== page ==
This season was not a mirage. Like the Michigan game, it was real and it was awesome.
The Ohio State offense was the most impressive thing we have seen in school history. We knew it would be like this coming into the year. The Buckeyes had a very experienced wide receiver room, a dynamic 1-2 punch at running back, and a young quarterback with more throwing ability than we have ever seen at Ohio State.
Whatever we thought about the offense coming into the season, we still grossly underestimated it.
In the preseason, I predicted Haskins would break every Ohio State passing record and I was still underselling things by 1,200 passing yards and over 10 touchdowns.
None of us could have predicted what was going to happen offensively (or defensively for that matter). We all watched it with our own eyes, but do we really understand what we just witnessed?
THROWING AT AN ELITE LEVEL
In my preseason prediction article, I was obviously pretty high on Haskins.
“The redshirt sophomore out of Maryland is probably the most NFL-type QB the Buckeyes have had in a very long time. At 6’3” and 218 pounds, Haskins has the combination of size, smarts, intelligence, and arm strength every team dreams of. The question with Haskins will be if he can put it all together in his first season as starter.”
Haskins answered all of this question and then laughed his way to New York. A mere 13 starts to his credit as a collegiate quarterback, Haskins has catapulted his way to the top (or near the top) of the record books.
Within the Big Ten single-season record book, Haskins is:
- 3rd in Pass Completions (14 away from the record)
- 9th in Pass Attempts (70 away)
- 5th in Pass Completion Percentage
- 1st in Pass Yards (595 ahead of previous record holder)
- 1st in Pass TDs (8 ahead of previous record holder)
- 2nd in Pass Efficiency Rating
In all, the Ohio State quarterback room led by Haskins combined for the type of numbers your created quarterback did in NCAA Football.
|COMPLETIONS||ATTEMPTS||PASSING YARDS||TDS||INT||RUSH YARDS||RUSH TDS|
THREE YARDS AND A CLOUD OF DUST
The perception was that the running game struggled this season, which was hard to deny at times. Even sitting here today, most of us feel a little disappointed by the running game this year. With that said, it wasn’t that bad at all compared to most other teams.
I think we all struggle with our scarlet lenses and what we have seen in the past. This combined with the dynamic passing output causes the running back stats to fall a little.
At the end of the season, Ohio State finished seventh in the Big Ten in rushing offense per game at a little under 176 yards per game.
In the preseason, I predicted the running back duo to dominate. Having them combine for over 2,700 rushing yards and 25 touchdowns may have been a tad overzealous, but whatevs. Even with the whiff, the running back duo of Weber and Dobbins stepped up big time this year when needed. For the season, the co-starters combined for:
|RUSH ATTEMPTS||RUSH YARDS||RECEPTIONS||RECEIVING YARDS||TOTAL YARDS||TOTAL TDS|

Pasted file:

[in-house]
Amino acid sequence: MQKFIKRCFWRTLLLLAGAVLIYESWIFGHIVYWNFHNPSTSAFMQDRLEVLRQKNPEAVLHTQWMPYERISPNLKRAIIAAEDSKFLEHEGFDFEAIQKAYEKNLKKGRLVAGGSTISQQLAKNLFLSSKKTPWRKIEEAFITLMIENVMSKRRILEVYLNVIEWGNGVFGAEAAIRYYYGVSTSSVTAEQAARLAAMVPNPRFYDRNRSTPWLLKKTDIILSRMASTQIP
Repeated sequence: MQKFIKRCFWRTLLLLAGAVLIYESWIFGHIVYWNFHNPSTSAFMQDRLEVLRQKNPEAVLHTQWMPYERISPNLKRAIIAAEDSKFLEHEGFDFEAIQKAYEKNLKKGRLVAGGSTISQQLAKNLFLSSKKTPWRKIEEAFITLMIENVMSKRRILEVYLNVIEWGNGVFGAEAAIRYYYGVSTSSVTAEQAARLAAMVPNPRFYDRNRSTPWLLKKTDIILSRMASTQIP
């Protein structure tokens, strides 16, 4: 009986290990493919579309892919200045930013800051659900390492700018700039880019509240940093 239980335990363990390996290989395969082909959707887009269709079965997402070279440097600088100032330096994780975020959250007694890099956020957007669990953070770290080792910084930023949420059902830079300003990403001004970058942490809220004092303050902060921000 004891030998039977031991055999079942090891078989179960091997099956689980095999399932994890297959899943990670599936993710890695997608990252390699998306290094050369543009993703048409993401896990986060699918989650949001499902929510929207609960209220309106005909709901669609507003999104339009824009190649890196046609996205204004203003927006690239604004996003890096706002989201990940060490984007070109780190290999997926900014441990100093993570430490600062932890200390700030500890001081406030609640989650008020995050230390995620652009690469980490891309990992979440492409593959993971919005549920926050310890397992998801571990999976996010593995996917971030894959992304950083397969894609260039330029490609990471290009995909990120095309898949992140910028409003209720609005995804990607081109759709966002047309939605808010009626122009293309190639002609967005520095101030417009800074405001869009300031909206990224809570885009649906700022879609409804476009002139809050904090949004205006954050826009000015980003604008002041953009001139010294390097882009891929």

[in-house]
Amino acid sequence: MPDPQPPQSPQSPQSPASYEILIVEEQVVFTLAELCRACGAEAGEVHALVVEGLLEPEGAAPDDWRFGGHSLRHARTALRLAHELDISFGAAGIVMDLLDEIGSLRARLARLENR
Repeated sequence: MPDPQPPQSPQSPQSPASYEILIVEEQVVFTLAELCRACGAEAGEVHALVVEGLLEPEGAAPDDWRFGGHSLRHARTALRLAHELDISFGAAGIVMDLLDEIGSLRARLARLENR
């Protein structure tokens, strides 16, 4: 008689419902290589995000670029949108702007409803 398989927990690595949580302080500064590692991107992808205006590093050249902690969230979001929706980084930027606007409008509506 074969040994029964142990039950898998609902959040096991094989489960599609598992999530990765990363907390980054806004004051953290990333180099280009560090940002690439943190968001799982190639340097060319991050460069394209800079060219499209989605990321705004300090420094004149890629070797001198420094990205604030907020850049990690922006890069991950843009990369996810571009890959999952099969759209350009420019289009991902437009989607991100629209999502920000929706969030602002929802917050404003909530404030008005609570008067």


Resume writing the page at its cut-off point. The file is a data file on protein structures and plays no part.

With over 2,200 total yards and 17 touchdowns from the “starting” running back, we really don’t have room to complain about their production too much.
THE BACKBONE OF THE OFFENSE
Dwayne Haskins was able to dominate the way he did because of the experience, skill, and leadership that came from the wide receiver room. Just think, seven seasons ago the leading receiver for Ohio State was a three-way tie between Devin Smith, Corey Brown, and Jake Stoneburner. Each of these three had 14 receptions on the season.
This season there were nine players who had over 14 receptions and two more right outside of that window. Just like at running back, I like to keep the wide receivers in groups of two (three at WR1) and count them as one receiver to showcase the production from the position due to Ohio State rotating out personnel more than most.
Ohio State quit using x and y designations on their depth chart so I will too. We will simply break it down to WR1, WR2, and H-Back.
|WR 1 (Mack, Victor, Olave)||57||848||8|
|WR 2 (McLaurin, Dixon)||74||1,311||18|
|H-Back (Campbell, Hill)||144||1,803||17|
With approximately 47 seniors in the wide receiver room, many people expected a breakout year, but no one could have expected the dominance here. The four main upperclassmen of the group (McLaurin, Dixon, Campbell, and Hill) combined for an amazing 218 catches, 3,114 yards, and 35 touchdowns.
There are no adequate words to express how good those four were this season. They will be missed next season. It’s amazing what competent coaching can do.
NCAA FOOTBALL 2018?
I’ll be the first to admit there were times I wanted to throw things at my television. As explosive as this offense was, I/we still always wanted more.
Sitting back and looking at the big picture, this was a season we may never see again.
Just think to yourself how you would respond if some fan of another team came up to you in the preseason and told you this:
We’re going to have a quarterback throw for almost 5,000 yards and 50 touchdowns. Then we’re going to have a running back that runs for almost 2,000 yards and 20 touchdowns. Finally, we will have one wide receiver catch almost 150 balls and two receivers have over 1,300 yards receiving. Oh, by the way, both of those receivers will catch at least 17 touchdowns.
You would look that Michigan fan square in the eyes and laugh. This season was amazing. Don’t let the media, the pollsters, or the playoff committee take that away from you. You may never see it again.